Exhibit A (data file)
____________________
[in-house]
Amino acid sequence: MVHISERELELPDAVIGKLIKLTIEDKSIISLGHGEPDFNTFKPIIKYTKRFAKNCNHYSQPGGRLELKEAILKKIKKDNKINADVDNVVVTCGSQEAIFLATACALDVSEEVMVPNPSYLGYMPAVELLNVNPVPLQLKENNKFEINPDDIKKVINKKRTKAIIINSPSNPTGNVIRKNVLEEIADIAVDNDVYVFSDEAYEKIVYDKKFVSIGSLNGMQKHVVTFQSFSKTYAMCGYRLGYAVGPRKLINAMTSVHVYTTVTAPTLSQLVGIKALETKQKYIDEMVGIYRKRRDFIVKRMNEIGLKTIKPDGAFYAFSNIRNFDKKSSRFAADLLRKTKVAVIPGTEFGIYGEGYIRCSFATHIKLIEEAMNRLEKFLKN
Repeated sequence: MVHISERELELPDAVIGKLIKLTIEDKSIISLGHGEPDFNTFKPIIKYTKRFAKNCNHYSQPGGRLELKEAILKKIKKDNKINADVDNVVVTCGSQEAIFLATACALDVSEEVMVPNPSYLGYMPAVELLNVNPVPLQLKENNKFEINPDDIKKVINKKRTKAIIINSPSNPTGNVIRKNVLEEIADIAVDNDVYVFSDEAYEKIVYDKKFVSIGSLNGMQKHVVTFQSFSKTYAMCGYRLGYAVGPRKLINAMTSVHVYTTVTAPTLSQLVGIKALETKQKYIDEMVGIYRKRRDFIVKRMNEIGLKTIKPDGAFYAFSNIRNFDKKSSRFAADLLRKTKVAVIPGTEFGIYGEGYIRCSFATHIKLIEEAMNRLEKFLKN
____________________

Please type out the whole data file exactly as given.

[in-house]
Amino acid sequence: MVHISERELELPDAVIGKLIKLTIEDKSIISLGHGEPDFNTFKPIIKYTKRFAKNCNHYSQPGGRLELKEAILKKIKKDNKINADVDNVVVTCGSQEAIFLATACALDVSEEVMVPNPSYLGYMPAVELLNVNPVPLQLKENNKFEINPDDIKKVINKKRTKAIIINSPSNPTGNVIRKNVLEEIADIAVDNDVYVFSDEAYEKIVYDKKFVSIGSLNGMQKHVVTFQSFSKTYAMCGYRLGYAVGPRKLINAMTSVHVYTTVTAPTLSQLVGIKALETKQKYIDEMVGIYRKRRDFIVKRMNEIGLKTIKPDGAFYAFSNIRNFDKKSSRFAADLLRKTKVAVIPGTEFGIYGEGYIRCSFATHIKLIEEAMNRLEKFLKN
Repeated sequence: MVHISERELELPDAVIGKLIKLTIEDKSIISLGHGEPDFNTFKPIIKYTKRFAKNCNHYSQPGGRLELKEAILKKIKKDNKINADVDNVVVTCGSQEAIFLATACALDVSEEVMVPNPSYLGYMPAVELLNVNPVPLQLKENNKFEINPDDIKKVINKKRTKAIIINSPSNPTGNVIRKNVLEEIADIAVDNDVYVFSDEAYEKIVYDKKFVSIGSLNGMQKHVVTFQSFSKTYAMCGYRLGYAVGPRKLINAMTSVHVYTTVTAPTLSQLVGIKALETKQKYIDEMVGIYRKRRDFIVKRMNEIGLKTIKPDGAFYAFSNIRNFDKKSSRFAADLLRKTKVAVIPGTEFGIYGEGYIRCSFATHIKLIEEAMNRLEKFLKN